The infant Charlie Gard, who suffered from a very rare congenital disorder, died six days short of his first birthday—after his parents fought, and lost, a legal battle to convince British courts to allow them to take him abroad for medical treatment. Charles C. Camosy analyzes the case:
What made the Charlie Gard case different [from other cases involving the terminally ill] is that the UK medical team, hospital, and courts insisted that he be taken off his ventilator—despite the ethical judgment of his parents, and despite the willingness of medical teams in the U.S. and Rome to provide an experimental treatment. . . .
But in the UK it was determined that the treatment should not be attempted. Indeed, it was judged that Charlie’s parents should be prevented by law from transferring him to a medical team that thought the treatment worth attempting. Implicit in this judgment is the view that the harm that would have been done to Charlie by his parents was so obvious and of such magnitude that the decision had to be taken out of their hands. . . .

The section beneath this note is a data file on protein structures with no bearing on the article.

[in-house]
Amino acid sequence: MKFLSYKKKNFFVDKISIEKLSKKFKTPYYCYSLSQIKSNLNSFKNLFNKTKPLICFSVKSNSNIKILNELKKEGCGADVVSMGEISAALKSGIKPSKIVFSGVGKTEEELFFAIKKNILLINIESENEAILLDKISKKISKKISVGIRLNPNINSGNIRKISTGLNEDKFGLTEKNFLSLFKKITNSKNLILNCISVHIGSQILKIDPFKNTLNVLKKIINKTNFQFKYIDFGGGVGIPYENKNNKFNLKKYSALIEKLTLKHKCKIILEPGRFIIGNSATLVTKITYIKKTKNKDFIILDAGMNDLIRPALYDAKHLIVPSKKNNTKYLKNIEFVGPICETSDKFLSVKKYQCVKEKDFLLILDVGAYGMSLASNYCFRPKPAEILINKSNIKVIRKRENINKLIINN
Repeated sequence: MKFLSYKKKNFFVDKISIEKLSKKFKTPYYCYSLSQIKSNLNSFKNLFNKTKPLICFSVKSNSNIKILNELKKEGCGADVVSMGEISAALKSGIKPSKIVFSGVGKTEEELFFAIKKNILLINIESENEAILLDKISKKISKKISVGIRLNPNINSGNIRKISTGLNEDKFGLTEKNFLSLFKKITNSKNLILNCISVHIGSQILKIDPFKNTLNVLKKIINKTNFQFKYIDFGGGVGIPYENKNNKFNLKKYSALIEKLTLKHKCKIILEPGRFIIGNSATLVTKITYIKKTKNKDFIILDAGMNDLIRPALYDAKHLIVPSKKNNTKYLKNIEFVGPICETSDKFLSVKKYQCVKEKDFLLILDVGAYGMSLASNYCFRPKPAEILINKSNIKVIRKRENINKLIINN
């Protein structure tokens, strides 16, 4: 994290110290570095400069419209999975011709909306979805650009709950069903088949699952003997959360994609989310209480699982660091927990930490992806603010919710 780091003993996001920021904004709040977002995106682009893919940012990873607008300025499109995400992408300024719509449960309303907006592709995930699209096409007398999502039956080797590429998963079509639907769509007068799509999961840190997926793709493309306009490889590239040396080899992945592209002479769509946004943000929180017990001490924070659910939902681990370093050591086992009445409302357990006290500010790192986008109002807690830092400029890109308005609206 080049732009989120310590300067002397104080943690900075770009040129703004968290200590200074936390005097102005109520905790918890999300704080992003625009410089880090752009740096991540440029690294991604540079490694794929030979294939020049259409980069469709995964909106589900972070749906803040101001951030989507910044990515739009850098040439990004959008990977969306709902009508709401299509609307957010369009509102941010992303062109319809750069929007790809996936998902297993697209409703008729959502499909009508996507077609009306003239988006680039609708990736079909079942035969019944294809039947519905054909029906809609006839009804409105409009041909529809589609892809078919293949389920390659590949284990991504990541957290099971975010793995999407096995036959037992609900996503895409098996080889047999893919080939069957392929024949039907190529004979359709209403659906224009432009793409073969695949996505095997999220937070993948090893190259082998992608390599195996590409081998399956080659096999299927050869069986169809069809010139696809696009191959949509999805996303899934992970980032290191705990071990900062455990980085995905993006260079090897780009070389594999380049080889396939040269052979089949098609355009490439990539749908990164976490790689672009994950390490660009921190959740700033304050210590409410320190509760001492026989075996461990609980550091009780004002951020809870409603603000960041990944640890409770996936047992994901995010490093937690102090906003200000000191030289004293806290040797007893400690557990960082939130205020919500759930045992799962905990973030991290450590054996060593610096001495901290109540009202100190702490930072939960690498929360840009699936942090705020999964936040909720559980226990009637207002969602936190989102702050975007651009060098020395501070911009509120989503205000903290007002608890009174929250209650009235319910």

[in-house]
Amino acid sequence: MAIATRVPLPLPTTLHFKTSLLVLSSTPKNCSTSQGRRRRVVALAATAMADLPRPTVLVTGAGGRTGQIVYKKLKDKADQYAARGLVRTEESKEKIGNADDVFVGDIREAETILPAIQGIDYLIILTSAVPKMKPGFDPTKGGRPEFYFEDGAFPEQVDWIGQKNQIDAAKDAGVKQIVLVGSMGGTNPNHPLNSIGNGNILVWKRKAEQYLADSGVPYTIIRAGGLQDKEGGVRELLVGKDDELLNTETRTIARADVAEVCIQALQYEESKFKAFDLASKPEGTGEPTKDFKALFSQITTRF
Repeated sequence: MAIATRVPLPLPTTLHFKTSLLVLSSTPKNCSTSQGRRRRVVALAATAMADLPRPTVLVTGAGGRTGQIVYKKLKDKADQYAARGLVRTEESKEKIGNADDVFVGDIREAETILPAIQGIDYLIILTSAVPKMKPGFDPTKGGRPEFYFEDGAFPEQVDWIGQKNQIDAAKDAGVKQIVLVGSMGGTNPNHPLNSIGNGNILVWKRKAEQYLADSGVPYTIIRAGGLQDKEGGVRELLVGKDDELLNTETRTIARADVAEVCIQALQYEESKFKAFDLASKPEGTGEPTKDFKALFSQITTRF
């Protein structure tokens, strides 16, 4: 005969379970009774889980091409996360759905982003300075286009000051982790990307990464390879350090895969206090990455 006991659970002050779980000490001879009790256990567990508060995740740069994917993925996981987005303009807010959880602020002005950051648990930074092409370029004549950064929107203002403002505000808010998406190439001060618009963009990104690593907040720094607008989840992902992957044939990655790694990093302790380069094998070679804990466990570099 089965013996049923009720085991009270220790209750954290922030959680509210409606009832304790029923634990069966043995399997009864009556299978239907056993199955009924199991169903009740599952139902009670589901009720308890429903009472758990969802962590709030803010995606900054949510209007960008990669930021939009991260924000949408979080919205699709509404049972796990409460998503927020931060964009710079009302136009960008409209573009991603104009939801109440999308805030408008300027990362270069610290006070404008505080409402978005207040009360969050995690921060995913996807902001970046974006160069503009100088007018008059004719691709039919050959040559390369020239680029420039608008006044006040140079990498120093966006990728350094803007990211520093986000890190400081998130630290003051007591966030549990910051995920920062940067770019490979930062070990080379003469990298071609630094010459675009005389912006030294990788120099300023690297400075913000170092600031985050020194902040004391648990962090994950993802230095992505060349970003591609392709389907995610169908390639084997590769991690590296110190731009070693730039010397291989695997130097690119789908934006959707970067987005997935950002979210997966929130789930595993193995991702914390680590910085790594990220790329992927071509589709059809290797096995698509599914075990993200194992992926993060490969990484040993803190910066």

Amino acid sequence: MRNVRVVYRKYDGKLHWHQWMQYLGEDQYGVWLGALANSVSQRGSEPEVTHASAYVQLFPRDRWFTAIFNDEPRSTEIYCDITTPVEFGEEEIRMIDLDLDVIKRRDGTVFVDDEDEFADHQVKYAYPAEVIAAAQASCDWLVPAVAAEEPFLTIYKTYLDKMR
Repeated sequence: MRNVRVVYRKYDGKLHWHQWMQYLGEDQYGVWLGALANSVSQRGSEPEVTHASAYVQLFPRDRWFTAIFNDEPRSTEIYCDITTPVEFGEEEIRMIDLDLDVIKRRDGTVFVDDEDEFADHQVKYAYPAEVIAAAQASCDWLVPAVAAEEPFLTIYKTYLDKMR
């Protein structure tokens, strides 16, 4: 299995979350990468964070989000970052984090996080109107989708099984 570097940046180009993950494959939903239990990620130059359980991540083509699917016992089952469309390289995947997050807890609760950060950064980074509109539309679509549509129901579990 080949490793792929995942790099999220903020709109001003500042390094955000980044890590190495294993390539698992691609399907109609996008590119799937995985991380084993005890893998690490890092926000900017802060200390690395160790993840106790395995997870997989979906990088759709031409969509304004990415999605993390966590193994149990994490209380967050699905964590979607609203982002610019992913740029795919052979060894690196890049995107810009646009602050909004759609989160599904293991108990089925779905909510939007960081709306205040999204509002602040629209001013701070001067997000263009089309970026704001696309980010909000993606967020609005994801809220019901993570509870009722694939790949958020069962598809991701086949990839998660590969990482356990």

[T]he judgment of Charlie’s physicians, his hospital, and the court was focused primarily on Charlie’s mental disability. That is, it was focused on whether his “brain function” could be “improved.” The judge in Charlie’s case justified his ruling by saying that “Charlie’s parents accept that his present quality of life is one that is not worth sustaining.” One of Charlie’s physicians said, “It could be argued that Charlie would derive no benefit from continued life.” . . .
How we come to view Charlie Gard’s case has direct import for how we will view the direct killing of infants, an ancient and barbaric practice that has been reintroduced in the Netherlands in deceptively civilized guise as the “Groningen protocol.” This protocol allows the killing of infants of less than one year of age; the victims are very often disabled. . . .
In highlighting the dramatic stakes, however, the last thing we should do is ignore how personal such issues are for many people. . . . It was the ethical judgments of Charlie’s physicians that kept Charlie from getting treatment when there was a reasonable chance it could benefit him. Charlie does not belong to his physicians. He belongs to his parents. And they to him.